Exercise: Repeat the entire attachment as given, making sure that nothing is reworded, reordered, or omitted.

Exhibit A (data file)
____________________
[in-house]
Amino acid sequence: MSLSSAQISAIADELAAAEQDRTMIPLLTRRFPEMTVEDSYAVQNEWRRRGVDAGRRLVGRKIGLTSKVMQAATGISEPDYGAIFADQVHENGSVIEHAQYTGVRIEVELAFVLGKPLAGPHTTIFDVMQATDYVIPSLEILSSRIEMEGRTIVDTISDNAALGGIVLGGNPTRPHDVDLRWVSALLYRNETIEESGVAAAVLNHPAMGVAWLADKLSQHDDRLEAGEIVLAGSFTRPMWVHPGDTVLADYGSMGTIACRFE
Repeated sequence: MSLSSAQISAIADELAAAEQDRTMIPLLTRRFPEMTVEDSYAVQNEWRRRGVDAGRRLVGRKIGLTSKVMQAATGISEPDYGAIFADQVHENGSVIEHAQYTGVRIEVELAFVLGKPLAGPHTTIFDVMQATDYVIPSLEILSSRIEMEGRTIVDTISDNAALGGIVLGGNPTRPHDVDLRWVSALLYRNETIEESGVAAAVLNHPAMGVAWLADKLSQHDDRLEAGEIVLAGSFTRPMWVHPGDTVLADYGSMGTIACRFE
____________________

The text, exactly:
[in-house]
Amino acid sequence: MSLSSAQISAIADELAAAEQDRTMIPLLTRRFPEMTVEDSYAVQNEWRRRGVDAGRRLVGRKIGLTSKVMQAATGISEPDYGAIFADQVHENGSVIEHAQYTGVRIEVELAFVLGKPLAGPHTTIFDVMQATDYVIPSLEILSSRIEMEGRTIVDTISDNAALGGIVLGGNPTRPHDVDLRWVSALLYRNETIEESGVAAAVLNHPAMGVAWLADKLSQHDDRLEAGEIVLAGSFTRPMWVHPGDTVLADYGSMGTIACRFE
Repeated sequence: MSLSSAQISAIADELAAAEQDRTMIPLLTRRFPEMTVEDSYAVQNEWRRRGVDAGRRLVGRKIGLTSKVMQAATGISEPDYGAIFADQVHENGSVIEHAQYTGVRIEVELAFVLGKPLAGPHTTIFDVMQATDYVIPSLEILSSRIEMEGRTIVDTISDNAALGGIVLGGNPTRPHDVDLRWVSALLYRNETIEESGVAAAVLNHPAMGVAWLADKLSQHDDRLEAGEIVLAGSFTRPMWVHPGDTVLADYGSMGTIACRFE